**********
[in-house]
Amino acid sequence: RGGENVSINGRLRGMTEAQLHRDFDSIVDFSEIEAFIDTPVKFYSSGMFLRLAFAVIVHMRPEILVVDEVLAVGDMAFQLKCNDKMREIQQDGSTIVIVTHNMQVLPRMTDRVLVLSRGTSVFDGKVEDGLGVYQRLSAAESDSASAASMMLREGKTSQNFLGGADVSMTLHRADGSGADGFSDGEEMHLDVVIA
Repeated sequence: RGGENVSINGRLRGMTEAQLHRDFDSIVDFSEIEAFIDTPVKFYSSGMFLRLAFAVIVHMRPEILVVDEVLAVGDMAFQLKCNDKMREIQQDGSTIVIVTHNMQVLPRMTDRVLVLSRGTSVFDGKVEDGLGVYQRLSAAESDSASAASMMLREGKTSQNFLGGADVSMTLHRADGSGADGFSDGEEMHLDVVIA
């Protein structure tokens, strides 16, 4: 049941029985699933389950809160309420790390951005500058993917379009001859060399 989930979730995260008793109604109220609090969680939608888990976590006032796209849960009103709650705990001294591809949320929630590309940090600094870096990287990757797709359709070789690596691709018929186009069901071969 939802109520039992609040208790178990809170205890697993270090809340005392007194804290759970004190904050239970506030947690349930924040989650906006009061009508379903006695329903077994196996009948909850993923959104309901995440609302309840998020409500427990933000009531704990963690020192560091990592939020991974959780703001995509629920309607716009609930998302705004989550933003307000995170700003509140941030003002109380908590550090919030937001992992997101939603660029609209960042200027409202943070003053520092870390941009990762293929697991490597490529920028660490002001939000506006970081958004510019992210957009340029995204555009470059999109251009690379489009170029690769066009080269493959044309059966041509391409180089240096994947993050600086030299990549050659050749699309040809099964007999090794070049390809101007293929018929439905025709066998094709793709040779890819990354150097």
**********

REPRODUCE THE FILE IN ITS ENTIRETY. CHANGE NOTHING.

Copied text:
[in-house]
Amino acid sequence: RGGENVSINGRLRGMTEAQLHRDFDSIVDFSEIEAFIDTPVKFYSSGMFLRLAFAVIVHMRPEILVVDEVLAVGDMAFQLKCNDKMREIQQDGSTIVIVTHNMQVLPRMTDRVLVLSRGTSVFDGKVEDGLGVYQRLSAAESDSASAASMMLREGKTSQNFLGGADVSMTLHRADGSGADGFSDGEEMHLDVVIA
Repeated sequence: RGGENVSINGRLRGMTEAQLHRDFDSIVDFSEIEAFIDTPVKFYSSGMFLRLAFAVIVHMRPEILVVDEVLAVGDMAFQLKCNDKMREIQQDGSTIVIVTHNMQVLPRMTDRVLVLSRGTSVFDGKVEDGLGVYQRLSAAESDSASAASMMLREGKTSQNFLGGADVSMTLHRADGSGADGFSDGEEMHLDVVIA
């Protein structure tokens, strides 16, 4: 049941029985699933389950809160309420790390951005500058993917379009001859060399 989930979730995260008793109604109220609090969680939608888990976590006032796209849960009103709650705990001294591809949320929630590309940090600094870096990287990757797709359709070789690596691709018929186009069901071969 939802109520039992609040208790178990809170205890697993270090809340005392007194804290759970004190904050239970506030947690349930924040989650906006009061009508379903006695329903077994196996009948909850993923959104309901995440609302309840998020409500427990933000009531704990963690020192560091990592939020991974959780703001995509629920309607716009609930998302705004989550933003307000995170700003509140941030003002109380908590550090919030937001992992997101939603660029609209960042200027409202943070003053520092870390941009990762293929697991490597490529920028660490002001939000506006970081958004510019992210957009340029995204555009470059999109251009690379489009170029690769066009080269493959044309059966041509391409180089240096994947993050600086030299990549050659050749699309040809099964007999090794070049390809101007293929018929439905025709066998094709793709040779890819990354150097």